Sizwe Banzi is Dead, directed by John Kani, and starring Mncedisi Shabangu and Atandwa Kani, can be seen at the Baxter Theatre in Cape Town this August and September, following its successful in the United States earlier this year.
It’s been 40 years since John Kani and Winston Ntshona won the best actor Tony Award for their performances in the play, co-created with Athol Fugard, and nearly a decade since the two theatre veterans reprised their roles at the Baxter in 2006.
The award-winning production tells the tale of the universal struggle for human dignity, as a black man in apartheid-era South Africa tries to overcome oppressive work regulations to support his family.
This new production was originally produced by the Market Theatre, McCarter Theatre Center and Syracuse Stage and was performed in Johannesburg, Princeton and Syracuse in the United States.
The New York Times called it “A joyous hymn to human nature”, while The New York Post described it as “Hypnotic … Overwhelming compassion … Powerful” and On Stage said, “Kani and Shabangu give a riveting performance worthy of the material. This is a must-see production.”
Mannie Manim, producer and lighting designer, has been involved with the production since the late 70s.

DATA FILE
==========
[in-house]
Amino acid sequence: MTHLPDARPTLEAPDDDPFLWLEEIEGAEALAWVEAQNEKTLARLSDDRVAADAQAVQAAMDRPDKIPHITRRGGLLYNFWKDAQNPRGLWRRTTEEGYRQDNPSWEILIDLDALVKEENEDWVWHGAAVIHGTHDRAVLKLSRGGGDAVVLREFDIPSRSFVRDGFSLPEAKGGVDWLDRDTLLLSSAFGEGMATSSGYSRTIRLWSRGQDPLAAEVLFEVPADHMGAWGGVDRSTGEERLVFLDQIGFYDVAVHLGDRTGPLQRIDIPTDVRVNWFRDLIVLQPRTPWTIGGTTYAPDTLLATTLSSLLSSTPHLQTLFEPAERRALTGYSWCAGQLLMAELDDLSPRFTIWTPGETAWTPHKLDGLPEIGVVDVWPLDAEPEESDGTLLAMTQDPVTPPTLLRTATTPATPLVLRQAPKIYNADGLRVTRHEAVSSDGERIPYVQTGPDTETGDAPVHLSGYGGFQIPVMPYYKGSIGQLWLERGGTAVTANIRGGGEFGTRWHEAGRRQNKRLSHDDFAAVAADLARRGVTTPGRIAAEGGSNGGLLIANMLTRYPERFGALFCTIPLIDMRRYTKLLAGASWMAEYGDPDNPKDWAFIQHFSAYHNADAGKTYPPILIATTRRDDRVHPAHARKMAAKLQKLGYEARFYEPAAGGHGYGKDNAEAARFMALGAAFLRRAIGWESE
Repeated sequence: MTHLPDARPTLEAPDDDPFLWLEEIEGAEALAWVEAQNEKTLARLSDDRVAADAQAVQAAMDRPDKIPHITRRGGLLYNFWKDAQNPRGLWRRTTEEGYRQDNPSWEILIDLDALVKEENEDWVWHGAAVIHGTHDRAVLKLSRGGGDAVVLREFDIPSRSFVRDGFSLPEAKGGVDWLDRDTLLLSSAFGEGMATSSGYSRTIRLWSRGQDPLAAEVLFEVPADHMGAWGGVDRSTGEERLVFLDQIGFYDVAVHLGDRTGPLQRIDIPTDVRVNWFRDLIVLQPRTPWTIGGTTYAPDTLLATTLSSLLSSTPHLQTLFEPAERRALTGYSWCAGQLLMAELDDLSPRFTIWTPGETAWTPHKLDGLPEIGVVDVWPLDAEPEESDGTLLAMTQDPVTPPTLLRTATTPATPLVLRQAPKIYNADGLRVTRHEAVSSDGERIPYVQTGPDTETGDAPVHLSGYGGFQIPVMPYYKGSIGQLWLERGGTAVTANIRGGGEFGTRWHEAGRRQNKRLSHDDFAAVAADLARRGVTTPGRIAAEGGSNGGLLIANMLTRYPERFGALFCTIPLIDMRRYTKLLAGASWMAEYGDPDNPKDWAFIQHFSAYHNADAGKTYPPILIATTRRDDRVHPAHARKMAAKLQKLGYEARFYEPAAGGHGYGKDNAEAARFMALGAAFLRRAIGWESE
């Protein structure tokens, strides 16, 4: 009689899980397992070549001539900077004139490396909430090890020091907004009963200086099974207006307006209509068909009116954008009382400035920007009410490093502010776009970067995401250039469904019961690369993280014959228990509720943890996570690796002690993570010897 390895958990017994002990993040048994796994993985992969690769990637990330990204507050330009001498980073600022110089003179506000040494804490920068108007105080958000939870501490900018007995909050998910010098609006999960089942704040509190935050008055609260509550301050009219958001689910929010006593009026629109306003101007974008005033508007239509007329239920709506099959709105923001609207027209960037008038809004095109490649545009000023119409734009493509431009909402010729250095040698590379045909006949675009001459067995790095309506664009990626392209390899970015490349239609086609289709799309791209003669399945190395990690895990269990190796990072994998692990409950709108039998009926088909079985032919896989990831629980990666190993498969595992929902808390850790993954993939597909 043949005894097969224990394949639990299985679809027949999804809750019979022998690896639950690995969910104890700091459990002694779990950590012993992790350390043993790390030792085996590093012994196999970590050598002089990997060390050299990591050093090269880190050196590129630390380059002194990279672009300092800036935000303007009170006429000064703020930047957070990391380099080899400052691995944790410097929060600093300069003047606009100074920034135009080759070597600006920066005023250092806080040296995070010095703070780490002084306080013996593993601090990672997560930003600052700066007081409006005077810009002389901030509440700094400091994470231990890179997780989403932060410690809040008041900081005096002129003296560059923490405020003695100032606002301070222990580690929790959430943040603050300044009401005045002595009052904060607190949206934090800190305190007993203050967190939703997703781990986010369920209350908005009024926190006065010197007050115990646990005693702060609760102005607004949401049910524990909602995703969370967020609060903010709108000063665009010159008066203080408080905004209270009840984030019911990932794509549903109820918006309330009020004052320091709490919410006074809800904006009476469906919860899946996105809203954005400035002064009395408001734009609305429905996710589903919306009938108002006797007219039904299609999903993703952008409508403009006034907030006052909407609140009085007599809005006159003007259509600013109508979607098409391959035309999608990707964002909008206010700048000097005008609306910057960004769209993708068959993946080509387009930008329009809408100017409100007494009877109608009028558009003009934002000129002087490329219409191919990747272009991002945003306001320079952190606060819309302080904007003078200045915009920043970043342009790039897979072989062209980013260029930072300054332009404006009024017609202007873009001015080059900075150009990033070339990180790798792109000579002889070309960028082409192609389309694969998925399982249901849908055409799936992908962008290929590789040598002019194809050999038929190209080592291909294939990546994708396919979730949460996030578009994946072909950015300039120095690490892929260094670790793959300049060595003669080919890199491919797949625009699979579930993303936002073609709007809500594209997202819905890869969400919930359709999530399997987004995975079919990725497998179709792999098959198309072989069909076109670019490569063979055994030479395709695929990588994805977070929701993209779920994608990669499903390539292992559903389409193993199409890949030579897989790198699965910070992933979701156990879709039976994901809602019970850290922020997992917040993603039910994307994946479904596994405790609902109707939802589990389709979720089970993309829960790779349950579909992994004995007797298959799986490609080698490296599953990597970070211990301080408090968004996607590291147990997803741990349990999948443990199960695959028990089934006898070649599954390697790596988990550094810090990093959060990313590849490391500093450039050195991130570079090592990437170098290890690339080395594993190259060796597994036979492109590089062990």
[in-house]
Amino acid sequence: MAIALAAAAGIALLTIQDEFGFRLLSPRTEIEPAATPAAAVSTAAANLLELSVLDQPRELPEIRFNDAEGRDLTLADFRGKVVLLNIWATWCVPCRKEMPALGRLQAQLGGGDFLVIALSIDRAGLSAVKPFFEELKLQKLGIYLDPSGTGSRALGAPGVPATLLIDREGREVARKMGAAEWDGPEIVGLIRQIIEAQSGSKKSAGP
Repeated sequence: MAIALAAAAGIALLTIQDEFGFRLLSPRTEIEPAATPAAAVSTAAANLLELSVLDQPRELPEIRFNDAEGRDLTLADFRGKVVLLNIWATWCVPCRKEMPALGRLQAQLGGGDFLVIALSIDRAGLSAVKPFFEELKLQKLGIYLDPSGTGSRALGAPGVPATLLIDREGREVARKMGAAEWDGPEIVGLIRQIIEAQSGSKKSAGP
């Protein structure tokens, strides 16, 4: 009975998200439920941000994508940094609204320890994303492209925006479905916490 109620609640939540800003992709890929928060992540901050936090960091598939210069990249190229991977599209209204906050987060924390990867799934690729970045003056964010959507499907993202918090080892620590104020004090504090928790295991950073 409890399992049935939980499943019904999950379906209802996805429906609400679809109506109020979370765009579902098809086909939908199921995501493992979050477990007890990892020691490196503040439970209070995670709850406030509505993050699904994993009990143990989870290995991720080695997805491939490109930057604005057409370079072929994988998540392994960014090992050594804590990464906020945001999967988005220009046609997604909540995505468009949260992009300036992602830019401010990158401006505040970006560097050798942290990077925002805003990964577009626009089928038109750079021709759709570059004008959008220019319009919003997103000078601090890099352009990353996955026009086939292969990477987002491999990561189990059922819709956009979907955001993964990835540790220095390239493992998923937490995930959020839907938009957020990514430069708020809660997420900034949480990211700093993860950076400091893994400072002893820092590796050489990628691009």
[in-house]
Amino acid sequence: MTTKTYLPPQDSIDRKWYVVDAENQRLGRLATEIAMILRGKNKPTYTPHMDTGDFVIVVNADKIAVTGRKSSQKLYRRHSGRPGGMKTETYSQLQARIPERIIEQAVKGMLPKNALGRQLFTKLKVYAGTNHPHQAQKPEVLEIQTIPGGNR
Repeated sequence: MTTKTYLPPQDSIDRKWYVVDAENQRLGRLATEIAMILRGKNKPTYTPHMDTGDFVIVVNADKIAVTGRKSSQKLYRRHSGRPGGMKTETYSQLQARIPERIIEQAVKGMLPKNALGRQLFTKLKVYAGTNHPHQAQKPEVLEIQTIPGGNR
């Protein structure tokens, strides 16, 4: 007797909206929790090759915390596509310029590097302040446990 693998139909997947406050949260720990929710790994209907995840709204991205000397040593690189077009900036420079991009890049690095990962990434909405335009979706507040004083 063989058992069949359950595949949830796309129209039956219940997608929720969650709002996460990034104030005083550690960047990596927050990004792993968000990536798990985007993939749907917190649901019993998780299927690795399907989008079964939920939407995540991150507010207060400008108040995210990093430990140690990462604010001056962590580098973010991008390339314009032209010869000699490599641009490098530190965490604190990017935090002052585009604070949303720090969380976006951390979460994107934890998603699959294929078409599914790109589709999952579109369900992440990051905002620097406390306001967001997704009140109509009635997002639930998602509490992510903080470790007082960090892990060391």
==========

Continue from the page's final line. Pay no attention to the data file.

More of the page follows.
Kani and Ntshona performed the play in South Africa, England and on Broadway, where they jointly won the coveted Tony Award. In 1976 they were arrested by the Apartheid Secret Police and were detained in solitary confinement for 23 days. They were only released because of massive demonstrations by the arts fraternity all over the world.
“Sizwe Banzi is Dead became a statement that articulated the anger of black people against these laws,” says Kani. “It’s about the universal struggle of identity, of the dignity of the human being, and respect for humanity.
“Winston, Athol and I were like Drs Frankenstein creating a monster that has occupied our lives for more than four decades. When Syracuse and Princeton Theatres asked me to revive this production I was very elated. It gave me the opportunity to work with younger South African actors who were not even born when this play was first staged.”
Mncedisi was recently seen in Lara Foot’s Fishers of Hope and Tshepang while Atandwa was last seen at the Baxter in The Miser, Hayani and The Tempest.
Sizwe Banzi is Dead previews from August 19 to 20, opens on August 21 and runs until September 12 at 7.30 pm nightly in the Baxter Flipside. There is also a matinee on Saturday, August 22 at 2 pm. Tickets are R120 (previews, matinee and Baxter Mondays), R130 Tuesday to Thursday and R150 over weekends. The Baxter Monday special applies where patrons pay R120 which includes a meal and the performance.
Booking is through Computicket. For any discount on corporate, school, charity, or fundrasing events, as well as block bookings, please contact Sharon at 021 680 3962 or firstname.lastname@example.org, or phone Carmen at 021 680 3993 or email email@example.com.